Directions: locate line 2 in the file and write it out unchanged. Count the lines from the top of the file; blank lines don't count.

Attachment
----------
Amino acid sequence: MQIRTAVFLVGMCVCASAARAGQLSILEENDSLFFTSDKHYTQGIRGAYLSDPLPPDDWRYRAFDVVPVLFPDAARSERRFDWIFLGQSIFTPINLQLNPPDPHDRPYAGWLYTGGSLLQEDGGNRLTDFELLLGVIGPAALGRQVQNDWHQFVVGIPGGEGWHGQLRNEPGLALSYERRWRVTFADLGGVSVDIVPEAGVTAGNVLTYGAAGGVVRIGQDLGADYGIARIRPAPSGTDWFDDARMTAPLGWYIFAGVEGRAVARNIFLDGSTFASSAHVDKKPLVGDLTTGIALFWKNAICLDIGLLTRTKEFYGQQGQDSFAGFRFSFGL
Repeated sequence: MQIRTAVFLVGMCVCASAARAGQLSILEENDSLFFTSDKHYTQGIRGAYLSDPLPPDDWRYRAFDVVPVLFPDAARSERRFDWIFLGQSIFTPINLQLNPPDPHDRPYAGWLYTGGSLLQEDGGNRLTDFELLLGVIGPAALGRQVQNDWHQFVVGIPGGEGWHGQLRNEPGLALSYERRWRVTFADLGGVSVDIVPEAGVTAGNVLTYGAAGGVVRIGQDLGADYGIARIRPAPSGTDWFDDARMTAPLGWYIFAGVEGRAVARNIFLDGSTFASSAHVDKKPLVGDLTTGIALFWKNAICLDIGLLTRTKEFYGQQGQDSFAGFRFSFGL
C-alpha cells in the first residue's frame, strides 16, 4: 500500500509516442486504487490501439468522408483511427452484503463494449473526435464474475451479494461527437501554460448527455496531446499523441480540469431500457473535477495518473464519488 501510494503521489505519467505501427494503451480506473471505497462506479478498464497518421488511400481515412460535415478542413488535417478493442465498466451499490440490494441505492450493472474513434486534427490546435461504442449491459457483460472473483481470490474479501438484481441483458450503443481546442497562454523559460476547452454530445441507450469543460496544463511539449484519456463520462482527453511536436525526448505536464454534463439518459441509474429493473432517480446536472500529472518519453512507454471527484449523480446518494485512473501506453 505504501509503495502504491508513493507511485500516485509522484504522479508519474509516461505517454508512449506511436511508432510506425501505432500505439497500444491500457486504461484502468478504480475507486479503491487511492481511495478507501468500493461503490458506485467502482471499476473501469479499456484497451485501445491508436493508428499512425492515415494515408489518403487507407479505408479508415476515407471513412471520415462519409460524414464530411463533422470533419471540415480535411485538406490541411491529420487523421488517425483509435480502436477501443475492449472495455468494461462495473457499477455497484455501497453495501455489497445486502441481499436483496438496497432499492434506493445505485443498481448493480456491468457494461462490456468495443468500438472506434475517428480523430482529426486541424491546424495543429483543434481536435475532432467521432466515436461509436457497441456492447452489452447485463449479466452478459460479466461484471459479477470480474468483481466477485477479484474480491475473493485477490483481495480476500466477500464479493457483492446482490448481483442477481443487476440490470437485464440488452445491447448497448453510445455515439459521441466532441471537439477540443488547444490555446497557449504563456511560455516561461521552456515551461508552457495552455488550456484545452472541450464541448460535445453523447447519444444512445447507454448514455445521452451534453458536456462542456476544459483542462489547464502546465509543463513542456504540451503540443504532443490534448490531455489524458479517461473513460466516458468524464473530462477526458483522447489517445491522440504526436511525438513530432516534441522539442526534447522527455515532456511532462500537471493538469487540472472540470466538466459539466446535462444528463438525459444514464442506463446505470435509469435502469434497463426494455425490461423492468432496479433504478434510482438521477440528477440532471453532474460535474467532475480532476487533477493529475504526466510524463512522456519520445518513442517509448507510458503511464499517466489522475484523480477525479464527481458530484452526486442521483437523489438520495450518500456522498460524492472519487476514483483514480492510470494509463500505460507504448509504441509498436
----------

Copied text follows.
Repeated sequence: MQIRTAVFLVGMCVCASAARAGQLSILEENDSLFFTSDKHYTQGIRGAYLSDPLPPDDWRYRAFDVVPVLFPDAARSERRFDWIFLGQSIFTPINLQLNPPDPHDRPYAGWLYTGGSLLQEDGGNRLTDFELLLGVIGPAALGRQVQNDWHQFVVGIPGGEGWHGQLRNEPGLALSYERRWRVTFADLGGVSVDIVPEAGVTAGNVLTYGAAGGVVRIGQDLGADYGIARIRPAPSGTDWFDDARMTAPLGWYIFAGVEGRAVARNIFLDGSTFASSAHVDKKPLVGDLTTGIALFWKNAICLDIGLLTRTKEFYGQQGQDSFAGFRFSFGL